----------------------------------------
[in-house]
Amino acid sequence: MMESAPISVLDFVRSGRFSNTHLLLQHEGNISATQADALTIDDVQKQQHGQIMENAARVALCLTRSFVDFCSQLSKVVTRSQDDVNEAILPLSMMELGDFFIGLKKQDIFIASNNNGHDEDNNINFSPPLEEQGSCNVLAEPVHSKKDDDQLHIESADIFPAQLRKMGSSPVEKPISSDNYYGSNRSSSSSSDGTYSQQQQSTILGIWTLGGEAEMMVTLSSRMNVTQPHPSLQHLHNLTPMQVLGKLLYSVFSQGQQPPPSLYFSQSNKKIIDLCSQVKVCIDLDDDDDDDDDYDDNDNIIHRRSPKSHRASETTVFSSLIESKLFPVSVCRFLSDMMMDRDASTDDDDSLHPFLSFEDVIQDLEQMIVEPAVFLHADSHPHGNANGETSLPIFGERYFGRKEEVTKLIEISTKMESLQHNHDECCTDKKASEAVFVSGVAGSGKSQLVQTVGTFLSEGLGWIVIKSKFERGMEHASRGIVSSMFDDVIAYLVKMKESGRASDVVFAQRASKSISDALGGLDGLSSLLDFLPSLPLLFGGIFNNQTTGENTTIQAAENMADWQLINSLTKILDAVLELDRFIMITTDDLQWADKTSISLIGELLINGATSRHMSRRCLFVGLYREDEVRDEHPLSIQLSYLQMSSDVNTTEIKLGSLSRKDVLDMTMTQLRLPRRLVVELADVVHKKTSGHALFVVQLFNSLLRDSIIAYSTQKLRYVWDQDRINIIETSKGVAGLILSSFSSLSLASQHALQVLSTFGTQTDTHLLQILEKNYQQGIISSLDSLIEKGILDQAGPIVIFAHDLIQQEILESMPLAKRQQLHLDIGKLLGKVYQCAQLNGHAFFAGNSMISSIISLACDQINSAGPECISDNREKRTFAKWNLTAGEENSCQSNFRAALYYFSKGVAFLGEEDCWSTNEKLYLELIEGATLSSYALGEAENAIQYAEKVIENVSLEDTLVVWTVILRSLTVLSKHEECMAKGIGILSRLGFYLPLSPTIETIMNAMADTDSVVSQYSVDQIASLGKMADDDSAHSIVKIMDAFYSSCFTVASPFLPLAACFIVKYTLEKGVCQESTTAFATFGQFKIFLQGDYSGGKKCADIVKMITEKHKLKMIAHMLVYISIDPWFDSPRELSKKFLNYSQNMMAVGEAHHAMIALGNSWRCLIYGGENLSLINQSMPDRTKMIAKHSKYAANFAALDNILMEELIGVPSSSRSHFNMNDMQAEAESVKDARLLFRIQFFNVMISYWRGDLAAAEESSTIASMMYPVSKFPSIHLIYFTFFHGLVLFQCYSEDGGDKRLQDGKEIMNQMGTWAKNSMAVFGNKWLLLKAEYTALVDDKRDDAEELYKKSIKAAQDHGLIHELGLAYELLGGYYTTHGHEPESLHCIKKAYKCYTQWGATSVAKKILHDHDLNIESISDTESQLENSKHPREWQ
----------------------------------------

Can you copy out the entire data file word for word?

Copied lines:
[in-house]
Amino acid sequence: MMESAPISVLDFVRSGRFSNTHLLLQHEGNISATQADALTIDDVQKQQHGQIMENAARVALCLTRSFVDFCSQLSKVVTRSQDDVNEAILPLSMMELGDFFIGLKKQDIFIASNNNGHDEDNNINFSPPLEEQGSCNVLAEPVHSKKDDDQLHIESADIFPAQLRKMGSSPVEKPISSDNYYGSNRSSSSSSDGTYSQQQQSTILGIWTLGGEAEMMVTLSSRMNVTQPHPSLQHLHNLTPMQVLGKLLYSVFSQGQQPPPSLYFSQSNKKIIDLCSQVKVCIDLDDDDDDDDDYDDNDNIIHRRSPKSHRASETTVFSSLIESKLFPVSVCRFLSDMMMDRDASTDDDDSLHPFLSFEDVIQDLEQMIVEPAVFLHADSHPHGNANGETSLPIFGERYFGRKEEVTKLIEISTKMESLQHNHDECCTDKKASEAVFVSGVAGSGKSQLVQTVGTFLSEGLGWIVIKSKFERGMEHASRGIVSSMFDDVIAYLVKMKESGRASDVVFAQRASKSISDALGGLDGLSSLLDFLPSLPLLFGGIFNNQTTGENTTIQAAENMADWQLINSLTKILDAVLELDRFIMITTDDLQWADKTSISLIGELLINGATSRHMSRRCLFVGLYREDEVRDEHPLSIQLSYLQMSSDVNTTEIKLGSLSRKDVLDMTMTQLRLPRRLVVELADVVHKKTSGHALFVVQLFNSLLRDSIIAYSTQKLRYVWDQDRINIIETSKGVAGLILSSFSSLSLASQHALQVLSTFGTQTDTHLLQILEKNYQQGIISSLDSLIEKGILDQAGPIVIFAHDLIQQEILESMPLAKRQQLHLDIGKLLGKVYQCAQLNGHAFFAGNSMISSIISLACDQINSAGPECISDNREKRTFAKWNLTAGEENSCQSNFRAALYYFSKGVAFLGEEDCWSTNEKLYLELIEGATLSSYALGEAENAIQYAEKVIENVSLEDTLVVWTVILRSLTVLSKHEECMAKGIGILSRLGFYLPLSPTIETIMNAMADTDSVVSQYSVDQIASLGKMADDDSAHSIVKIMDAFYSSCFTVASPFLPLAACFIVKYTLEKGVCQESTTAFATFGQFKIFLQGDYSGGKKCADIVKMITEKHKLKMIAHMLVYISIDPWFDSPRELSKKFLNYSQNMMAVGEAHHAMIALGNSWRCLIYGGENLSLINQSMPDRTKMIAKHSKYAANFAALDNILMEELIGVPSSSRSHFNMNDMQAEAESVKDARLLFRIQFFNVMISYWRGDLAAAEESSTIASMMYPVSKFPSIHLIYFTFFHGLVLFQCYSEDGGDKRLQDGKEIMNQMGTWAKNSMAVFGNKWLLLKAEYTALVDDKRDDAEELYKKSIKAAQDHGLIHELGLAYELLGGYYTTHGHEPESLHCIKKAYKCYTQWGATSVAKKILHDHDLNIESISDTESQLENSKHPREWQ